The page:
Thursday 6 August 2015

Van Gaal's Blind spot

Is Louis Van Gaal cutting his oddly shaped nose off to spite his face over Daley Blind?

Louis Van Gaal has certainly given Manchester United fans a lot of surprises during his time at the club. Be they welcome, such as the resuscitation of the careers of Marouane Fellaini and Ashley Young from the murky depths of the Moyes Loch, or less so, like having Phil Jones take corners, the man certainly cannot be second-guessed.

But there have been many indications recently that Manchester United fans are in for a surprise of the latter variety come Saturday’s visit from Tottenham. For all the club’s positive moves this transfer window, the club are yet to sign a new centre back, despite the squad having been crying out for a leader in this position for years. With transfer deadline fast approaching, Van Gaal has all but confirmed his belief that the answer to United’s long-standing defensive issues could come from within the club, through fellow Dutchman Daley Blind.

Out of all of Van Gaal’s repositionsings, of which many have been unsuccessful, Daley Blind as a centre back makes the least sense. Though Blind has had pockets of good form playing as a left back, he does not have the pace nor physicality to play in the heart of defence at any Premier League club, never mind one supposedly challenging for the title. To imagine him breaking into Chelsea, Arsenal or even Manchester City’s defensive pairing would be laughable.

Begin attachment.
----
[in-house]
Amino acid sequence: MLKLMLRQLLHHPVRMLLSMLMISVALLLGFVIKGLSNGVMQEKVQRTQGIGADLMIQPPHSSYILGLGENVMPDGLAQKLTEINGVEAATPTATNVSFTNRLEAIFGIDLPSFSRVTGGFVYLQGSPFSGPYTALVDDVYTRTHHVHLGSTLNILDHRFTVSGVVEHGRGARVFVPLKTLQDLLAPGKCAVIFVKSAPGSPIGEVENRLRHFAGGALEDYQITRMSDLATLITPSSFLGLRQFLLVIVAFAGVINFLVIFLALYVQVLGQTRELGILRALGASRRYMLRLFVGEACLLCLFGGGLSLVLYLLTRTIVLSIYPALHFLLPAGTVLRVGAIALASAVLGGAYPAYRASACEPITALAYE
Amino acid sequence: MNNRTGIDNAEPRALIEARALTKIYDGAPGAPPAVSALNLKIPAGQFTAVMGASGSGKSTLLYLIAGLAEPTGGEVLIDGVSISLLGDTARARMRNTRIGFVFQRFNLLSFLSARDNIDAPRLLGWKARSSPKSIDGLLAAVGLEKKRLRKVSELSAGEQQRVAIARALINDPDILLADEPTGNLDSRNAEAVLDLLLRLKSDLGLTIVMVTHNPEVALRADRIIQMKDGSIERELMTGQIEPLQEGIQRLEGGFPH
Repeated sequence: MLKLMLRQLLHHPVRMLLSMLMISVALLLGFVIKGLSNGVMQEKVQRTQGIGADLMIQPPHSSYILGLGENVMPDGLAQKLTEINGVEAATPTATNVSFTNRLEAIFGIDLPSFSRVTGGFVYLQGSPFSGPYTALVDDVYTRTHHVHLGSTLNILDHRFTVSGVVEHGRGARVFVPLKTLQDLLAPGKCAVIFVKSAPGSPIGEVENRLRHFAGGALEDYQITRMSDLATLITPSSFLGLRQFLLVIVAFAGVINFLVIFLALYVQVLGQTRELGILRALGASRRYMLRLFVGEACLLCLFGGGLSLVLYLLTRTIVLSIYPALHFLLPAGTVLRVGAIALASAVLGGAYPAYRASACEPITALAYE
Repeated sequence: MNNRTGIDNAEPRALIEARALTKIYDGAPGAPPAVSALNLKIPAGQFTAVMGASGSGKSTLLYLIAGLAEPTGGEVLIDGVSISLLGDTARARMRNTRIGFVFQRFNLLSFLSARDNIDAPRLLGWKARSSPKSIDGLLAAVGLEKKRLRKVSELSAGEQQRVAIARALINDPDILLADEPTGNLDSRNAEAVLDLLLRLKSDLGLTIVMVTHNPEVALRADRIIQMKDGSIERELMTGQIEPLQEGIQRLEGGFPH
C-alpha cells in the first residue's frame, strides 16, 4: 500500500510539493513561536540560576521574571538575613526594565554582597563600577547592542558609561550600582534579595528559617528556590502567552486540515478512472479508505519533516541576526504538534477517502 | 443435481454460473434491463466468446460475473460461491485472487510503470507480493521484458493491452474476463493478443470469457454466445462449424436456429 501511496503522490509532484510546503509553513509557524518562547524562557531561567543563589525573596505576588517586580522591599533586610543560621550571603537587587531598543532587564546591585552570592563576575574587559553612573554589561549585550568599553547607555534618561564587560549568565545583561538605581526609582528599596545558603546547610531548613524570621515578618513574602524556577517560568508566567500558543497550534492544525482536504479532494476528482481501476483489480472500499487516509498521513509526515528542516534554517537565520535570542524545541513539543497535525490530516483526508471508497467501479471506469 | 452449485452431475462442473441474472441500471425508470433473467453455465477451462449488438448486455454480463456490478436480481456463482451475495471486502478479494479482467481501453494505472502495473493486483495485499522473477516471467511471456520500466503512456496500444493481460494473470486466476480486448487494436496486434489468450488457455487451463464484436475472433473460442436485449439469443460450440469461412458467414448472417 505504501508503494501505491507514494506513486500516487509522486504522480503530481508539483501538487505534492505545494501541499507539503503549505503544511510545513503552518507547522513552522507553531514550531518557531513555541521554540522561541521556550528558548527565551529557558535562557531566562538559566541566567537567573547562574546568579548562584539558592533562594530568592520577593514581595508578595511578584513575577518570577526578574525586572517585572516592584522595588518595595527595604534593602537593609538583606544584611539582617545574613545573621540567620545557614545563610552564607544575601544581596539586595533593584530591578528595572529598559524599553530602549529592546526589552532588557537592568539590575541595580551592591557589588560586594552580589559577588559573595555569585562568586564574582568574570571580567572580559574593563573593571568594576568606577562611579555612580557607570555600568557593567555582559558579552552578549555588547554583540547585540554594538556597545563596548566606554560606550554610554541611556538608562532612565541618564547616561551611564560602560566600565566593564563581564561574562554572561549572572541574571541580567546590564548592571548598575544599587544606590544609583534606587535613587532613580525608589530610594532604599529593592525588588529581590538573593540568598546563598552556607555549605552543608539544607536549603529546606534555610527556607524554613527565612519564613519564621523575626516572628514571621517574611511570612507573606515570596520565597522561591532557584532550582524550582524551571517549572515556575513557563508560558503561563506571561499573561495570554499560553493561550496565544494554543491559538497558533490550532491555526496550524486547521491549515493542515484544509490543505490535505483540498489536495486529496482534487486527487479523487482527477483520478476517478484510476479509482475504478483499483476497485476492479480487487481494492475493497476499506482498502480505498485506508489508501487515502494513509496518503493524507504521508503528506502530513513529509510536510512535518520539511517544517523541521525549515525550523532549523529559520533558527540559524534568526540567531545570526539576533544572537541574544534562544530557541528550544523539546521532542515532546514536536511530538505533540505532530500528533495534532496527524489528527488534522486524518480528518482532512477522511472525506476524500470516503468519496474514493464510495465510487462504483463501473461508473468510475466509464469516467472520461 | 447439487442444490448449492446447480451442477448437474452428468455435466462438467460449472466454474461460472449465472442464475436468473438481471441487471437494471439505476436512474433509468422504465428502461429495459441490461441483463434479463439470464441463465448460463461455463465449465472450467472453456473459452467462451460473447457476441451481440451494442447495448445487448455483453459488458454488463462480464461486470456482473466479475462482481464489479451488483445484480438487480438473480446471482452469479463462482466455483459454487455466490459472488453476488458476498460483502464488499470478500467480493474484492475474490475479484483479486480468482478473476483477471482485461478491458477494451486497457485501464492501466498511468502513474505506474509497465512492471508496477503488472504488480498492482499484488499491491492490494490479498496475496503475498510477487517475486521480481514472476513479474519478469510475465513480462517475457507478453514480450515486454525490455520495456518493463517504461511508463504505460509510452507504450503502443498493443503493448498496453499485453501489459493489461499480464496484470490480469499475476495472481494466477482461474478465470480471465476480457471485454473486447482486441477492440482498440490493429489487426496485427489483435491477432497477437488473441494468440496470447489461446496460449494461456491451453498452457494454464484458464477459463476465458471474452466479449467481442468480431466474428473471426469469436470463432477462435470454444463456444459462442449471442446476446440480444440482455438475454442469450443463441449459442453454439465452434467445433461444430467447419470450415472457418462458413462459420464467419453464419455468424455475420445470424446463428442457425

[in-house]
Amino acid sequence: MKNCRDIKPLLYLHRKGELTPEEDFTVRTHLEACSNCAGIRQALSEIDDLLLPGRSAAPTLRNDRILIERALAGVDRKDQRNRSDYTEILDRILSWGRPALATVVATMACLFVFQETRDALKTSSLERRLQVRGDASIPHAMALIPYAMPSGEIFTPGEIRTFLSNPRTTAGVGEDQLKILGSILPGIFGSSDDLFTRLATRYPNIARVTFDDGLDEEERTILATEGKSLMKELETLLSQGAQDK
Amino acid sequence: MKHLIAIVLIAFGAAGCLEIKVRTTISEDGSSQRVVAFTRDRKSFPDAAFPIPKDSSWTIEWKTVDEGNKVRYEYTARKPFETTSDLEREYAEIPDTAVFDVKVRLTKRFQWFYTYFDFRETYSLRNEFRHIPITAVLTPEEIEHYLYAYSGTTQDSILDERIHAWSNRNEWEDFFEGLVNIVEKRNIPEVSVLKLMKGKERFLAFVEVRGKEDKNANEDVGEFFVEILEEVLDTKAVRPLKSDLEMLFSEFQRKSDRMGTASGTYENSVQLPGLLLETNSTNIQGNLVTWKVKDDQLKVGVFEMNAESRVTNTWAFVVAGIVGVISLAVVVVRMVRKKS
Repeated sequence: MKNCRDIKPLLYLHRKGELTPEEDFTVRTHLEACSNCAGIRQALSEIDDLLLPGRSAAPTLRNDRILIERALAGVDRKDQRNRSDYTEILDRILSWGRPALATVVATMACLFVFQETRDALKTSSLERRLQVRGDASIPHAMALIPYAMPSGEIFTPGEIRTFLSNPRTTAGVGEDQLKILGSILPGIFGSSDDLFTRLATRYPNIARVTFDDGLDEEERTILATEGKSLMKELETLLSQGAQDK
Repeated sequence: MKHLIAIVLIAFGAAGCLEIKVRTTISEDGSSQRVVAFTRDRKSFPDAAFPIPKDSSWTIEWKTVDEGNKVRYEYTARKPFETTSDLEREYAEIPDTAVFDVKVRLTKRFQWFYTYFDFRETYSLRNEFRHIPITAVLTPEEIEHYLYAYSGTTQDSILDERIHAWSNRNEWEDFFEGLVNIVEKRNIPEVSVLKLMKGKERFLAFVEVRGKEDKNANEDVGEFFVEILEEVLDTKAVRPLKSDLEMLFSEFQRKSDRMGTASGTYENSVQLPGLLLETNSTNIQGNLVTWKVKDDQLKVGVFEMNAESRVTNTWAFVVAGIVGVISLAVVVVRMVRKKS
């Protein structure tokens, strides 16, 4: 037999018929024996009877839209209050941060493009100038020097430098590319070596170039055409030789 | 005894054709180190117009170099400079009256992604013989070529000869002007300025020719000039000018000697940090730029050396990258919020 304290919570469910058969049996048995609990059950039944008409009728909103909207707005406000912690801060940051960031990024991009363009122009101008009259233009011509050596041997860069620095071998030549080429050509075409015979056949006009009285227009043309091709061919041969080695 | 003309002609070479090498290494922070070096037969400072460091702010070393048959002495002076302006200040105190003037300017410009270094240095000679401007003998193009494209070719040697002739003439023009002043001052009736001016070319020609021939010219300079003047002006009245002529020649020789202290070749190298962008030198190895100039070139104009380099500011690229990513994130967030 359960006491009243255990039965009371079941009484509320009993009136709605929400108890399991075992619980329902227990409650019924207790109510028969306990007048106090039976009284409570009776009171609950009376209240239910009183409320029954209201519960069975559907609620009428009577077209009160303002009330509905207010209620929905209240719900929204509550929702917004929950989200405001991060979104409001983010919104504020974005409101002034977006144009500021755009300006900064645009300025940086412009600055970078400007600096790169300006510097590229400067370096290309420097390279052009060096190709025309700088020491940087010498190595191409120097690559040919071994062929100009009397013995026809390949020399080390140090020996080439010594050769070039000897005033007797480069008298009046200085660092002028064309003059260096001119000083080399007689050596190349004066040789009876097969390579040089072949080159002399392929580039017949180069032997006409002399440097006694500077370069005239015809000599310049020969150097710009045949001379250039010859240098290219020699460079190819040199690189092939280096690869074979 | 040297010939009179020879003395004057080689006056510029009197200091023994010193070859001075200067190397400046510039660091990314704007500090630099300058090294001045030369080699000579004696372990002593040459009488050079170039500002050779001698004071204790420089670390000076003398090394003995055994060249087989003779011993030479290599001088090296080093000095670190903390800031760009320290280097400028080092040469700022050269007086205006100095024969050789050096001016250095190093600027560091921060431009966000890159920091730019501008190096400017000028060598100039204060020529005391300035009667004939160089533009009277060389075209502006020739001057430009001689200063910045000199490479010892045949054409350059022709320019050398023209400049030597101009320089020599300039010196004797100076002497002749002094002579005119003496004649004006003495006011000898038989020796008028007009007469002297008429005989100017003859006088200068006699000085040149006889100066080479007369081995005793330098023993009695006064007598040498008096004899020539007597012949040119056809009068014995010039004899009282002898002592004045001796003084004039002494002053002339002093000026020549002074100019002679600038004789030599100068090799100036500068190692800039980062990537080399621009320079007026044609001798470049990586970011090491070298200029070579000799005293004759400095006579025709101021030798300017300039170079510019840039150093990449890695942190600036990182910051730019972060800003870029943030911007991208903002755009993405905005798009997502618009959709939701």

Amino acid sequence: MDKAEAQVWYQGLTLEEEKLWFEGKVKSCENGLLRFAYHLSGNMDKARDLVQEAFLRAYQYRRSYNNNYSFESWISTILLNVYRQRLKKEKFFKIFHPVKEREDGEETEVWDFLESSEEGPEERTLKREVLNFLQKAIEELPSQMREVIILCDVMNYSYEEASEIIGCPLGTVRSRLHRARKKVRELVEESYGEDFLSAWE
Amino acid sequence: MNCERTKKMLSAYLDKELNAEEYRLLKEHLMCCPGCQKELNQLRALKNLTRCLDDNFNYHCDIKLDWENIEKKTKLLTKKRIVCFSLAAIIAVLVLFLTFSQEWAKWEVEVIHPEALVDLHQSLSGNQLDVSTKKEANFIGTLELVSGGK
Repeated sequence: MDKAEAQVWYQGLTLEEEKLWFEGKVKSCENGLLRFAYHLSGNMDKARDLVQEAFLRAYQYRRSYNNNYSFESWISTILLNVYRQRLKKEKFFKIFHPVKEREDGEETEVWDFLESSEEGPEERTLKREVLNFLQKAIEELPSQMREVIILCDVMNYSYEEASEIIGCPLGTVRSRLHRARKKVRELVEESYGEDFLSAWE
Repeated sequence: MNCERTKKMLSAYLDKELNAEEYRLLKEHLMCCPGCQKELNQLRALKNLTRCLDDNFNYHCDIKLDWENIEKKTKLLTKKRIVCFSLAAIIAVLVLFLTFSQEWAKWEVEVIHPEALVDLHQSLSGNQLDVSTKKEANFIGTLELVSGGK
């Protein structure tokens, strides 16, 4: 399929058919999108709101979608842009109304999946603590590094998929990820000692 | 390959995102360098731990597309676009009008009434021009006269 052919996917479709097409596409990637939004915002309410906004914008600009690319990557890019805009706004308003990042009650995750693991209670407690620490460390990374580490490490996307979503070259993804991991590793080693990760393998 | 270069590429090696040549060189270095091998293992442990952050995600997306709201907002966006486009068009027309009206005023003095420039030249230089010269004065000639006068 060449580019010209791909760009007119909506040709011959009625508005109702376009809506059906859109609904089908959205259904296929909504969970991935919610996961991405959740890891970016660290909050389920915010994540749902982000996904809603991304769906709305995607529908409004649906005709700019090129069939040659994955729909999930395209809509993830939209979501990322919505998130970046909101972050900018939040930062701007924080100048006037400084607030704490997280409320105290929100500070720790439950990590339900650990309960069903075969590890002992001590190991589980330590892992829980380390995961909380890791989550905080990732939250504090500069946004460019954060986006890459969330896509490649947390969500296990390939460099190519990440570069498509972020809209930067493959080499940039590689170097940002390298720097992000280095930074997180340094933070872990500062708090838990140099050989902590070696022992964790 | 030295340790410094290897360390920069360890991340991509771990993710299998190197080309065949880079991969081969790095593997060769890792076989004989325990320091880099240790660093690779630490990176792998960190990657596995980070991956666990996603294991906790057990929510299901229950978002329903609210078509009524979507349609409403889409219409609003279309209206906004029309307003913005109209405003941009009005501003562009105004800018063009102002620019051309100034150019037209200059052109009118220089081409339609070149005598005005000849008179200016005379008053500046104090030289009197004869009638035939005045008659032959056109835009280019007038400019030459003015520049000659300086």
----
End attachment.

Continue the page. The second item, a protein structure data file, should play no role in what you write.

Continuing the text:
So why does Van Gaal fancy Blind at centre back?

As with all his strange decisions, it seems to boil down to his fixation with the "philosophy” that he wants United to play to. Blind does admittedly fit into this, as Van Gaal wants one left footed centre back to enable easier distribution from the back. For the same reason, the fact that Blind is one of the more technically gifted defenders in the United squad also helps his cause.

However, if better distribution from the back alone is the reason for Blind’s starting spot at centre half, then the decision is a shocking one. Following the signing of Bastian Schweinsteiger, United now have two players who like to sit deep in front of the back four, offering excellent distribution from deep inside their own half and therefore eliminating the need of a ball playing centre back. Michael Carrick, who is also expected to start against Spurs on Saturday, can easily fill the role that  Blind has been drafted in for, albeit from a holding midfield position.

Even more bafflingly, United already have two natural centre backs who are comfortable with their left feet in Johnny Evans and Marcos Rojo. Although neither are the ideal solution to United’s centre back problem, their deficiencies in this role are not quite as extreme as Blind’s.

Blind does not convince as a centre back

So what exactly are these deficiencies that make Blind’s selection such a crime?

Firstly, Blind’s lack of physicality immediately makes him suspect as a centre back. He is average in the air by any positions’ standard, and in the heart of defence aerial prowess is a necessity, not a luxury. Physical strikers, such as Diego Costa and Harry Kane (whom Blind will likely be facing on Saturday), dream of going toe to toe against a defender of Blind’s stature, and teams who can create a physical mismatch against him are likely to find joy.

Blind’s lack of pace is also a major concern. Though he has the positional sense at full back to make up for this, his lack of experience at centre-back means that he will inevitably make positional errors. This was evident to anyone who watched United’s recent defeat to Paris St Germain in Chicago. Though pacier players have some room for positional error that allows them to cover for their inexperience (Hector Bellerin is a fine example of this), Blind certainly does not have such a luxury.